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Tuesday May 12 2020
By
Web Desk

Payments due in debt servicing to G-20 under process of rescheduling: Shaikh

By
Web Desk
$1.8bln loan rescheduling under process. Photo: File

ISLAMABAD: Adviser to the Prime Minister on Finance and Revenue Hafeez Shaikh on Monday said that the payments due in debt servicing to the Group of Twenty (G20) countries till December 2020 were under process of rescheduling due to the coronavirus pandemic, The News reported.

However, the adviser to the premier cautioned that the government had opted not to go for any commercial loan rescheduling, as of now. Pakistan could get $1.8bn of foreign loans rescheduled under the scheme in order to improve the economy suffering from the impact of the virus.

According to the report in the The News, the finance adviser appreciated the support offered by the friendly countries in this regard. "We hope that the cooperation would continue in future for the benefit of the people," he said in a statement issued on Monday.

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Status of Chinese, Saudi, UAE loans unclear

Shaikh made the statement while meeting the Ambassador of Germany to Pakistan, Bernhard Stephan Schlagheck, who was accompanied by French Ambassador to Pakistan, Marc Barety, and Economic Counselor Anais Boitiere, in the federal capital on Monday afternoon. 

Despite the good news, The News reported that Chinese loans worth $19 billion outweigh all other bilateral loans in the foreign loan portfolio of Pakistan. There status in the present scenario remains unclear, as does the status of loans obtained from Saudi Arabia and United Arab Emirates.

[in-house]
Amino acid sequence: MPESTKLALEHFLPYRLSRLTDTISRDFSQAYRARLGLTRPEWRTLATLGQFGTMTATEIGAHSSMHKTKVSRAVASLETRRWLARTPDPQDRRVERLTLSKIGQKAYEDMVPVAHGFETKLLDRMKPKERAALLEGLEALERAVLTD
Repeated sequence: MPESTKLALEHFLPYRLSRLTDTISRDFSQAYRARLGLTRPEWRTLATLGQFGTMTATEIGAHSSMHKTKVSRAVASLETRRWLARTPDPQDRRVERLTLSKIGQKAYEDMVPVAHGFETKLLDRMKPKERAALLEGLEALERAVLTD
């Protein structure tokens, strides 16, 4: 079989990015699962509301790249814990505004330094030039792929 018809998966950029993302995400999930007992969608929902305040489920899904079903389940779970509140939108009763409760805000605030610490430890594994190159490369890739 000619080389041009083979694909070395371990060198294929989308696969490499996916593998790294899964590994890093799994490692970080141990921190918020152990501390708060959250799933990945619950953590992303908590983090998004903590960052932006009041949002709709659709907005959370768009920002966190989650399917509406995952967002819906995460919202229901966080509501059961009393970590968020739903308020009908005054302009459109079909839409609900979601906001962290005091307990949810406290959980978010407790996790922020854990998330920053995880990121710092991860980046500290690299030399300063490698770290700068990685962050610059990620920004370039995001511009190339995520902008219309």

G-20 countries had agreed a debt freeze for under-developed countries across the world, including Pakistan, to help them fight the economic implications of the virus. Pakistan applied for debt relief and was expected to get $1.8 billion of loans rolled over by 11 bilateral creditors.

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'Growth projections have become difficult'

“Pakistan’s firm stance in favour of debt rescheduling drive at the G-20 forum was based on the belief that the poorer countries genuinely require this assistance though Pakistan specifically had benefited lesser from the said relief,” a statement quoted the finance adviser as saying.

“Before the pandemic, Pakistan was successfully able to control its current account deficit and was expecting a growth of 3% during the ongoing financial year after observing strict financial discipline. However, after the outbreak the growth projections have become difficult,” he said.

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Shaikh said it is expected that the growth might remain between -1 to -1.5% due to the ongoing circumstances. He added that the finance division would plan for the mitigating circumstances.

"The finance division will adhere to the requirements of debt limitation law before planning to take up additional burden as most of the loans will be for the purpose of clearing old debt stocks," he noted.

The ambassadors discussed with the adviser the details of the debt rescheduling offered by G-20 countries and the need for any further loans. The meeting was apprised about the details of the relief package offered to the vulnerable by the government as well.

Originally published in The News